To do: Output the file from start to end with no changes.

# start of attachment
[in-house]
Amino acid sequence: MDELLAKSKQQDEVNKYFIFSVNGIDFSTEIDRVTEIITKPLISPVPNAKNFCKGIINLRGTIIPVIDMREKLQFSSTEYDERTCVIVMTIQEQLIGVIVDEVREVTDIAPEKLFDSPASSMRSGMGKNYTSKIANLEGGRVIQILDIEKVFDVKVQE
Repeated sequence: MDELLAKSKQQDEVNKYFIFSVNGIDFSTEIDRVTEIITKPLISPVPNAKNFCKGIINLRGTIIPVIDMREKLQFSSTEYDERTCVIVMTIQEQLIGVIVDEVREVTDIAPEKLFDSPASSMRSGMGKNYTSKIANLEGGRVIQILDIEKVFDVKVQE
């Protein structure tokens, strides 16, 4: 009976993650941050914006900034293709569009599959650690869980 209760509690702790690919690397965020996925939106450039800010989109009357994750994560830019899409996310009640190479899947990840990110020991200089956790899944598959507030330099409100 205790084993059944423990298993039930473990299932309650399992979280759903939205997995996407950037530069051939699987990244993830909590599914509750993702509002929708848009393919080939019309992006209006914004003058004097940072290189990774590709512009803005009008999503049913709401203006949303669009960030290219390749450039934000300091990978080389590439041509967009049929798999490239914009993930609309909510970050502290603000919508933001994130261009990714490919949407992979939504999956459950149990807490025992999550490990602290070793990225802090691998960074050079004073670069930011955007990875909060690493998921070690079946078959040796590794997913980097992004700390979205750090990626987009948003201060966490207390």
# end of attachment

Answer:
[in-house]
Amino acid sequence: MDELLAKSKQQDEVNKYFIFSVNGIDFSTEIDRVTEIITKPLISPVPNAKNFCKGIINLRGTIIPVIDMREKLQFSSTEYDERTCVIVMTIQEQLIGVIVDEVREVTDIAPEKLFDSPASSMRSGMGKNYTSKIANLEGGRVIQILDIEKVFDVKVQE
Repeated sequence: MDELLAKSKQQDEVNKYFIFSVNGIDFSTEIDRVTEIITKPLISPVPNAKNFCKGIINLRGTIIPVIDMREKLQFSSTEYDERTCVIVMTIQEQLIGVIVDEVREVTDIAPEKLFDSPASSMRSGMGKNYTSKIANLEGGRVIQILDIEKVFDVKVQE
């Protein structure tokens, strides 16, 4: 009976993650941050914006900034293709569009599959650690869980 209760509690702790690919690397965020996925939106450039800010989109009357994750994560830019899409996310009640190479899947990840990110020991200089956790899944598959507030330099409100 205790084993059944423990298993039930473990299932309650399992979280759903939205997995996407950037530069051939699987990244993830909590599914509750993702509002929708848009393919080939019309992006209006914004003058004097940072290189990774590709512009803005009008999503049913709401203006949303669009960030290219390749450039934000300091990978080389590439041509967009049929798999490239914009993930609309909510970050502290603000919508933001994130261009990714490919949407992979939504999956459950149990807490025992999550490990602290070793990225802090691998960074050079004073670069930011955007990875909060690493998921070690079946078959040796590794997913980097992004700390979205750090990626987009948003201060966490207390």